Do fans want fighting in hockey?
A majority of hockey fans oppose a fighting ban and think the on-ice scuffles are a significant part of the game at the pro level, according to a poll in the Toronto Star newspaper.
Fighting is an established tradition in North American ice hockey, with a long history that involves many levels of amateur and professional play and includes some notable individual fights.
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That contact can be slight, but as long as there is intention with a certain consequence, it can be deemed an intentional tort. A player striking another player during a fight in a hockey game could be viewed as an intentional tort.
A sensational advancement in ice hockey in recent years is that the fighting graph is declining in NHL because people have disliked violence in a hockey game. This is the 21st century and audience even die-hard fans want to see an amazing, entertaining faster game rather than a fight on the ice in leagues.
Allowing fighting makes the sport safer overall by holding players accountable. Fighting draws fans and increases the game's entertainment value. Fighting is a hockey tradition that exists in the official rules and as an unwritten code among players.
Fighting has been a part of the NHL for 100 years, and is not penalized as it would be in other sports. It's against the rules, but not totally forbidden. Fighting has been an accepted part of professional hockey for a hundred years.
According to an extensive study done by ESPN called Sports Skills Difficulty, ice hockey ranks second behind only boxing among the 60 sports measured. Football is ranked third, basketball fourth, baseball ninth and soccer tenth.
Of the 2,842 NHL games in the period with a fight, there was a 66% increase in violent minor penalties committed in ensuing gameplay compared to games without a fight, rising from . 035 violent minor penalties per minute to . 058.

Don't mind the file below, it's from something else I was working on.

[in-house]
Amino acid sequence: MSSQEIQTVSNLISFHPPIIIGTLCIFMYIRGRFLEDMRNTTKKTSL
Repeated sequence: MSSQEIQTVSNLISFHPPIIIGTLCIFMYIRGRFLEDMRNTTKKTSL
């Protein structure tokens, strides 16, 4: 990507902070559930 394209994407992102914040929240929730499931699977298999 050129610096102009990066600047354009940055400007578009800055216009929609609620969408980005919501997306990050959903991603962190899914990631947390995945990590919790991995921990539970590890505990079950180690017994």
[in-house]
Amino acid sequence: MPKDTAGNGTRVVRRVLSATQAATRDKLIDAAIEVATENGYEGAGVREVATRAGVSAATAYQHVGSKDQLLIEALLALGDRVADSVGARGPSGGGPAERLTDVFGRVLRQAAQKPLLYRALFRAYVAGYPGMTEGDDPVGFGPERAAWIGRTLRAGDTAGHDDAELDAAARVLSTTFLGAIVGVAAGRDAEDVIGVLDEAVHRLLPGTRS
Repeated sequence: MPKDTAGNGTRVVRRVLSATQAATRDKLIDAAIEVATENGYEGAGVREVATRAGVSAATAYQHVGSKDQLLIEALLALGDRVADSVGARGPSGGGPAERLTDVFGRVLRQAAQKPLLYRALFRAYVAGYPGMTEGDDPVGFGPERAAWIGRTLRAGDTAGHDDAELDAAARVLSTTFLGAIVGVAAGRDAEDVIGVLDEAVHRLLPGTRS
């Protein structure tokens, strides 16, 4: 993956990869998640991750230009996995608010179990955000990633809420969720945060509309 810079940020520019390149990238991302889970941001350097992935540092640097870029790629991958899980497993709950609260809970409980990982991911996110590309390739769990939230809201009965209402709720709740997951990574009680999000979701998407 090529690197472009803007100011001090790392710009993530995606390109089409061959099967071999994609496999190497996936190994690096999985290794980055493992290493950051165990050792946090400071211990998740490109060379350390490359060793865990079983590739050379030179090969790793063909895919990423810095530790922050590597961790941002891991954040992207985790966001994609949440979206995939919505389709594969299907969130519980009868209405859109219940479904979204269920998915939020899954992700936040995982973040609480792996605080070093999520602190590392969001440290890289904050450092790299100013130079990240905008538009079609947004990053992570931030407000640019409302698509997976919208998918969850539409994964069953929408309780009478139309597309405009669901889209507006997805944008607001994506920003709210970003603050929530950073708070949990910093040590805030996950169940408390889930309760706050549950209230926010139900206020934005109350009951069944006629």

Football players aren't allowed to resort to fisticuffs at any point during a match, receiving huge punishments for doing so. On the other hand, NHL players involved in fighting only receive penalties, leading many sports fans to argue that hockey is the toughest sport out of the two.
Why is fighting allowed in hockey but no other sport?
Here's Why Fighting Is Allowed in Hockey:
“Fisticuffs” is an official part of hockey due to NHL Rule 46. Fighting allows the sport to “police itself” and may prevent injuries.
Fighting is considered to be part of the game in hockey. The unwritten rules actually provide pretty strict control over what looks to be uncontrolled. The refs always step in and end the fight when one of the players falls to the ice.
Hockey is one of the most dangerous sports as players are constantly fighting and pushing to get an advantage over the other team. While this aggression can be an exciting part of hockey, it has become a growing concern for many players, coaches, and fans.
The previous bully-off method, where two opposite players used their hockey sticks to compete for the ball, is no longer used to start matches. It is only used to re-start a match when time or play has been stopped for an injury or for any other reason when no penalty has been awarded.
Fighting also keeps players from hitting the star players who can't defend themselves, the same way a grinder or enforcer can. One argument has been made that there is no fighting in the playoffs, which means that the NHL should have no use for fighting.
In today's NHL, the most common reason for fighting is to stand up for a teammate. Hockey is a contact sport so it is impossible to react after every hit, but if it is believed a player has crossed the line between physical and dirty, then he will have to answer for it.
Many of the players that fight do practice it. Fighting used to be a bigger part of the game than it is now and people and players used to discuss who was the best fighter in the NHL. Now it's a lot less a part of the game which, speaking for myself only, I am happy about. But, yes, they do practice fighting.